I decided on the 2008 Allegrini & Renacer Enamore from Argentina. This wine is a red blend from mostly Malbec grapes, however, there is something very special about it. It is made from partially dried grapes, very much in the style of an Italian Amarone, at a considerably lower price though. As a matter of fact, this wine is a collaboration between Argentine and Italian winemakers.

The Enamore tastes of dark berries, cherries and vanilla. Being made from partially dried grapes, one might expect a somewhat raisin-y taste, and in fact there is just a touch of sweetness, but definitely NOT reminiscent of a dessert wine such as a port. It is one of my favorite red wines, and it paired surprisingly well with the spicy pork tinga! What was important to me was that the wine would not intensify the spiciness of the food. In my opinion, the "heat factor" of the dish stayed the same, and so did the fruitiness of the wine. So overall, the two were great complements to each other, with the wine adding another flavor note to the entire meal.

August 4, 2011

Zucchini Gorgonzola Spaghetti and Sauvignon Blanc

More zucchini from the garden... means that I needed to make more pasta sauce. This time the pasta was spaghetti, and I bought a beautiful wedge of gorgonzola cheese, which is an Italian blue cheese. I would make a white cheese sauce. I started by browning some bacon bits and onions, and then added the zucchini. For liquid, I used chicken stock. During the last few minutes, I added the gorgonzola cheese and some chopped parsley. Very little salt was necessary, as both the gorgonzola and the bacon are already salty.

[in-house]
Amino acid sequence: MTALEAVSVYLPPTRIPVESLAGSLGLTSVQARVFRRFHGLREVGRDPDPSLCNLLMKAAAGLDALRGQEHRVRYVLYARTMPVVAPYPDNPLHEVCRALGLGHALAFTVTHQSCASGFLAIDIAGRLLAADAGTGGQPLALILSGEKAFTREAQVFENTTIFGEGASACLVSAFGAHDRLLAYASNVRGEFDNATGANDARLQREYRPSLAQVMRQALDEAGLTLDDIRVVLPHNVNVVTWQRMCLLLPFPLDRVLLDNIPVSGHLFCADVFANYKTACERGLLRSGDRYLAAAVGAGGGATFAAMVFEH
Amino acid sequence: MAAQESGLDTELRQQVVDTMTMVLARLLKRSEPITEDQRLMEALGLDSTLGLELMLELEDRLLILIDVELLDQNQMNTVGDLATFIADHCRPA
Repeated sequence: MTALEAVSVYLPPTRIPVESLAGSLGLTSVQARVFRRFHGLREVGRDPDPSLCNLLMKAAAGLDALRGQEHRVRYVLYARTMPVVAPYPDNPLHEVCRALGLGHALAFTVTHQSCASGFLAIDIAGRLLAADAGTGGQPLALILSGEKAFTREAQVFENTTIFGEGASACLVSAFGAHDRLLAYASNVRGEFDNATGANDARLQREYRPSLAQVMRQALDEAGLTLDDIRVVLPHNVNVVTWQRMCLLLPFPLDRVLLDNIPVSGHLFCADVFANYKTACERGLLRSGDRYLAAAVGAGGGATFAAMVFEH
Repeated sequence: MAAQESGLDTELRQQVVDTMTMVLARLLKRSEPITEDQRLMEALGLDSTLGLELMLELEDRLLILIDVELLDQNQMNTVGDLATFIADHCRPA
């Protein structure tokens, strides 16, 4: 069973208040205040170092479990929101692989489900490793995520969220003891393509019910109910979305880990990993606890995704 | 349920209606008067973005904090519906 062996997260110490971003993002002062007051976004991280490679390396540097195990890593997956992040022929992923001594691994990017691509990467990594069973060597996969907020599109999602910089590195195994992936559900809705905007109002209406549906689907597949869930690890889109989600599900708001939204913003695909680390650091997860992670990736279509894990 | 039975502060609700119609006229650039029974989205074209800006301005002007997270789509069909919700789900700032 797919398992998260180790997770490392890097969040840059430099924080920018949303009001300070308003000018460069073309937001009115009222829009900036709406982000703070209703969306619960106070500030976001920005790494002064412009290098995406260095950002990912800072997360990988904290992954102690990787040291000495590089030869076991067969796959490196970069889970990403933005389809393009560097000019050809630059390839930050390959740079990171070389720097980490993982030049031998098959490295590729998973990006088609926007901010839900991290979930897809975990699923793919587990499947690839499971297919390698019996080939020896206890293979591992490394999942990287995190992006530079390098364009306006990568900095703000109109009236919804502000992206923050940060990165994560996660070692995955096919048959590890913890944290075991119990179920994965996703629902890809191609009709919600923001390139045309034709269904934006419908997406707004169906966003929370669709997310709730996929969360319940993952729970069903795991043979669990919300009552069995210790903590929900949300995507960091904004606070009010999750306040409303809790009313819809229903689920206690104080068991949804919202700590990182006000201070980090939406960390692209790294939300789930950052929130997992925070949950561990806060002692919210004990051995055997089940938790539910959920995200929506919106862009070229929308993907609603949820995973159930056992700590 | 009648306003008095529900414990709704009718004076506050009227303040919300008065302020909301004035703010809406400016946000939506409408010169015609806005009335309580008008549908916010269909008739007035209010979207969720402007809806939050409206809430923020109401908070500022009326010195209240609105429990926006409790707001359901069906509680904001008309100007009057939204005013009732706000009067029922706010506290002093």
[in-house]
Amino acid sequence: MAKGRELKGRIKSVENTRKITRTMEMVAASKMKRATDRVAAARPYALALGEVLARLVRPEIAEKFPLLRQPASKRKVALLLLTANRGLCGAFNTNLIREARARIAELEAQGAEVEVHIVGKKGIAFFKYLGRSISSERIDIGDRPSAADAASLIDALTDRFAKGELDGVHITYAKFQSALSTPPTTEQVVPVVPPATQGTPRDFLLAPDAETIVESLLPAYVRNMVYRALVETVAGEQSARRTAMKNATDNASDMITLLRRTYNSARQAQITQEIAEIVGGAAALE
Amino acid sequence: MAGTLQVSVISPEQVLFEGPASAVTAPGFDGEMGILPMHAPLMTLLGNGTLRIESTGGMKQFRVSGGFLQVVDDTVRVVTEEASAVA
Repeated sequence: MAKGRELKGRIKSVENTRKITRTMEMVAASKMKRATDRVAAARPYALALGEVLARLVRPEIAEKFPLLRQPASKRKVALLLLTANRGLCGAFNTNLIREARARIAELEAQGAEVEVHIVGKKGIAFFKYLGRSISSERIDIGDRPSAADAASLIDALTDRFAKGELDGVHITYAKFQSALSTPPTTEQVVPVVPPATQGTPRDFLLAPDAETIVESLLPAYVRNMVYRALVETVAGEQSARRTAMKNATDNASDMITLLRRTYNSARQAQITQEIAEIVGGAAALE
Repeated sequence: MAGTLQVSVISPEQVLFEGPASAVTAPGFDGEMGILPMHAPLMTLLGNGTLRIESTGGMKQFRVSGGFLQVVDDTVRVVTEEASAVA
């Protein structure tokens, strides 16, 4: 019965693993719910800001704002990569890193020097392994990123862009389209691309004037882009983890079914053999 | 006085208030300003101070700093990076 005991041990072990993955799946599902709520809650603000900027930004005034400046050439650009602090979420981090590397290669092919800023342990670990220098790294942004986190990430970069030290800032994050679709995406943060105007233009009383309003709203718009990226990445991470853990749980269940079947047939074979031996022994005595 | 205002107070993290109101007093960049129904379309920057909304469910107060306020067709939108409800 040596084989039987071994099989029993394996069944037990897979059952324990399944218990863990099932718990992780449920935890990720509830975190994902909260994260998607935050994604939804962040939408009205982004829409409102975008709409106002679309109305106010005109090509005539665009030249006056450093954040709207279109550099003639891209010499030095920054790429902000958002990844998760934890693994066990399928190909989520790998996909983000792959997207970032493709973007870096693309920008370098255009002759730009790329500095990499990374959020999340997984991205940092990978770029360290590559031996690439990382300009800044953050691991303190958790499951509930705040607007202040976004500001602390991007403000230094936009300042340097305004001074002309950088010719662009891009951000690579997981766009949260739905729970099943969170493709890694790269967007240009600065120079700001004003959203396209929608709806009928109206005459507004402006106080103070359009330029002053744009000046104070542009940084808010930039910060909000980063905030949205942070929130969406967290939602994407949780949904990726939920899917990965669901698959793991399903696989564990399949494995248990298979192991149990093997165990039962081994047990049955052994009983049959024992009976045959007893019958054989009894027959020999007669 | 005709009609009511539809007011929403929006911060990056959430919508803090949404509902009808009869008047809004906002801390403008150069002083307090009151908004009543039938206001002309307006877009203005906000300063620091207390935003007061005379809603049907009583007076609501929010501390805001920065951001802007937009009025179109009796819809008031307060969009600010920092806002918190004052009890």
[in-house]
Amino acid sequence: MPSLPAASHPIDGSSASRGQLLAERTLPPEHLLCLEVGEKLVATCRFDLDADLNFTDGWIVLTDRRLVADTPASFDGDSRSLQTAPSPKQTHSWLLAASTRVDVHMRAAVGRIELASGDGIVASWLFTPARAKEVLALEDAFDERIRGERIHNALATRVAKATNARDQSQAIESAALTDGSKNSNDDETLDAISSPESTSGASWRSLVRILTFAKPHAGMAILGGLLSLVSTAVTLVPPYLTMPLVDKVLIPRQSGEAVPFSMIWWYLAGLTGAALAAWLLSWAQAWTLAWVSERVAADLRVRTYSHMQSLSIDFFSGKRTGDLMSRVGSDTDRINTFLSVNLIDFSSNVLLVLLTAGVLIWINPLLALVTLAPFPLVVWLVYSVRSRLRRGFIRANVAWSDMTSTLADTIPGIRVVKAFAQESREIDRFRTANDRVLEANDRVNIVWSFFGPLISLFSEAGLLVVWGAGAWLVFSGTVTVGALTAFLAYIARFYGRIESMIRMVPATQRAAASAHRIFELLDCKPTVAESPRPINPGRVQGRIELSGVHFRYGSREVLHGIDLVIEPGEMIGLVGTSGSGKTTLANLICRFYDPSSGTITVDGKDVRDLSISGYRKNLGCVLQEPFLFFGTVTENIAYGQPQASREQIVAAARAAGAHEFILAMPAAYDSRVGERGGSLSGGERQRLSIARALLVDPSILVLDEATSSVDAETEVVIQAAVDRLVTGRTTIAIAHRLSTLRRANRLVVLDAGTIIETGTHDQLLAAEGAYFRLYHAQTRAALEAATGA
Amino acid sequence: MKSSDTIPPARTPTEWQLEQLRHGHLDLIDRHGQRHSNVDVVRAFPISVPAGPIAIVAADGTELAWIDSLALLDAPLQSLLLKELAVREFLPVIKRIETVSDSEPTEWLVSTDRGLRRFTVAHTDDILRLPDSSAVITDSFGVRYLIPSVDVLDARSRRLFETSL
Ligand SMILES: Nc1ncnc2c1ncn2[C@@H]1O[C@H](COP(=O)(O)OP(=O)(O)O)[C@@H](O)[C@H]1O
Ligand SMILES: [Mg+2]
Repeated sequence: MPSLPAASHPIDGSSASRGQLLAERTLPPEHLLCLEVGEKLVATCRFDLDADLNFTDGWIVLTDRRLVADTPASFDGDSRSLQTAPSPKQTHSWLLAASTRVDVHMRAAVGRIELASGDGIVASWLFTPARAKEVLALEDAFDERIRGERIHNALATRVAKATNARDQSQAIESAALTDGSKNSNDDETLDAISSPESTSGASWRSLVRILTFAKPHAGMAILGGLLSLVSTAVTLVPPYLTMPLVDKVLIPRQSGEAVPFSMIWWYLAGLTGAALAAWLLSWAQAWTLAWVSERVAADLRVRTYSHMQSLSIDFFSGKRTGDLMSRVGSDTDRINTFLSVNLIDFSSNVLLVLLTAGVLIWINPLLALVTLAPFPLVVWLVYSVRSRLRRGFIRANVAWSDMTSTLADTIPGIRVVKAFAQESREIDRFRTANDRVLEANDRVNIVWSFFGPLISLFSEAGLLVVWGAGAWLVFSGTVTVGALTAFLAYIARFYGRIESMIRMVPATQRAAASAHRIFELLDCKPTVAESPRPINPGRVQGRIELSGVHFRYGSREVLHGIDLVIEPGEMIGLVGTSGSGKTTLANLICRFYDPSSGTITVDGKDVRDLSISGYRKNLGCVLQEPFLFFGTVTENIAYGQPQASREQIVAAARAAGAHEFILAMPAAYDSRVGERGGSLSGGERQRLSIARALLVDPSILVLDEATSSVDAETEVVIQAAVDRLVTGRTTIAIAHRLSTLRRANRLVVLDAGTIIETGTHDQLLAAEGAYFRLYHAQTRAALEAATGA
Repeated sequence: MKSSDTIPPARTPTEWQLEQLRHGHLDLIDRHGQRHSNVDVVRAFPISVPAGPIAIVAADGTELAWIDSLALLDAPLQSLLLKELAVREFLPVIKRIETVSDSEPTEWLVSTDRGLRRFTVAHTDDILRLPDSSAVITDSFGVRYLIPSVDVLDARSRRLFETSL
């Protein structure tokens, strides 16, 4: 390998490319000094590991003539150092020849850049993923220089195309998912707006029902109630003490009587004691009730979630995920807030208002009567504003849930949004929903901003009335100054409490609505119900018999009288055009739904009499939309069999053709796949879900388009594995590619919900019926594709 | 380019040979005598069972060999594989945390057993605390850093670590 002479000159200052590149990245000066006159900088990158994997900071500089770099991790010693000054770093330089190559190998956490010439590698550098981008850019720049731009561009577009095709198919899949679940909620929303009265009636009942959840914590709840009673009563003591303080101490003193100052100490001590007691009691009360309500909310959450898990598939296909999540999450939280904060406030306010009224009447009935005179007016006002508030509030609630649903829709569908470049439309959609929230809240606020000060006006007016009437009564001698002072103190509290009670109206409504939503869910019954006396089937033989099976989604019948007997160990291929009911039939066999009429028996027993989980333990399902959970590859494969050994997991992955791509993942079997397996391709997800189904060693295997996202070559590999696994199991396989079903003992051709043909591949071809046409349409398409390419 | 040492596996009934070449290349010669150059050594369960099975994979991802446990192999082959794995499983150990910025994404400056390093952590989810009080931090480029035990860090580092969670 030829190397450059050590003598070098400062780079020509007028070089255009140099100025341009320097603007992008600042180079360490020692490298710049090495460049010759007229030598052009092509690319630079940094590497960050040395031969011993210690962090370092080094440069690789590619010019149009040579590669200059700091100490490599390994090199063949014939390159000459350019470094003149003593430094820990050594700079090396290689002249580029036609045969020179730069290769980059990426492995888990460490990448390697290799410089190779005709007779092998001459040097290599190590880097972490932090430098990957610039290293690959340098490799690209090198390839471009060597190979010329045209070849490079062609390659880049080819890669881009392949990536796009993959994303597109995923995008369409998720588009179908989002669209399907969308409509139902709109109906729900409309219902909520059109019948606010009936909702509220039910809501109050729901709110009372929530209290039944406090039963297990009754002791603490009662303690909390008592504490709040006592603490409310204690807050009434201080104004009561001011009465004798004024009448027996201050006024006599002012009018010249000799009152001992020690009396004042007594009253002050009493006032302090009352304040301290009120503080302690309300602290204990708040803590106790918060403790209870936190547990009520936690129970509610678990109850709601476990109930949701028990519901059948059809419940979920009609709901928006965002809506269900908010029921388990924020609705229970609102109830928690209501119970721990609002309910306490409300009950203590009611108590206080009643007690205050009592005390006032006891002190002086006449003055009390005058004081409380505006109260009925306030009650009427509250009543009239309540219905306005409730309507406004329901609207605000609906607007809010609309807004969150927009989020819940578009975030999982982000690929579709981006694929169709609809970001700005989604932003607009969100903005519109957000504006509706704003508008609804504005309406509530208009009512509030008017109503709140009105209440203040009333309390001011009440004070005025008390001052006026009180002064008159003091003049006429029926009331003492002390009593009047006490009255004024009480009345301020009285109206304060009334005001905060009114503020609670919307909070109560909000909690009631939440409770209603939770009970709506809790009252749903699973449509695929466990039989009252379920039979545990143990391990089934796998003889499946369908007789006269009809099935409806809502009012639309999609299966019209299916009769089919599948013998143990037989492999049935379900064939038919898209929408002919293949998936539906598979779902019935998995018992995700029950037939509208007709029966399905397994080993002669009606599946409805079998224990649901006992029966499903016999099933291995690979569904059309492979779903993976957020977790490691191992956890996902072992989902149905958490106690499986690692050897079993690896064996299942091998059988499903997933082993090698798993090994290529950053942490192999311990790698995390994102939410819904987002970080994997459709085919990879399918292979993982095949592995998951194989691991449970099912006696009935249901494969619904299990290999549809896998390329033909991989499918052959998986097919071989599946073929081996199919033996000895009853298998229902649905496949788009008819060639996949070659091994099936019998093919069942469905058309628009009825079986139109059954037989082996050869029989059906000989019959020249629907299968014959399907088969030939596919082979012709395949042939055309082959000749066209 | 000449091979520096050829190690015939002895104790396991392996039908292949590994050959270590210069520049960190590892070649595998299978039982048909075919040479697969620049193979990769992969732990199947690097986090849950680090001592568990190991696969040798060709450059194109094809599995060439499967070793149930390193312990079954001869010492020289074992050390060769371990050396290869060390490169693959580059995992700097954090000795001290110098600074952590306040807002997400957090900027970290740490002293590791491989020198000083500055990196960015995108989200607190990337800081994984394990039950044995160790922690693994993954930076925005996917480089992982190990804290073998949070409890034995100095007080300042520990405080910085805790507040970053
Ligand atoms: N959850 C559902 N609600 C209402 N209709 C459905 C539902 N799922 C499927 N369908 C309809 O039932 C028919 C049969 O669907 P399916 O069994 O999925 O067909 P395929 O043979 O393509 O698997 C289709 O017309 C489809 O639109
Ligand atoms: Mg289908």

I decided to pair this dish with a white wine and chose the 2010 Valdivieso Sauvignon Blanc from Chile. Sauvignon Blancs are among my favorite white wines. While there are great fruity ones from California, the ones from Chile are usually a much better value, often costing only about half as much, while being just as good.

This wine has refreshing flavors of citrus and passionfruit. I guess I did go against conventional wisdom by pairing a blue cheese based dish with a white wine, however, I thought it really worked. The acidity of the Sauvignon Blanc was able to cut through the richness and saltiness of the gorgonzola and the bacon. Overall, the Valdivieso SB is a great food wine at a fair price, and it was a great combination! (And another good use of all that zucchini...)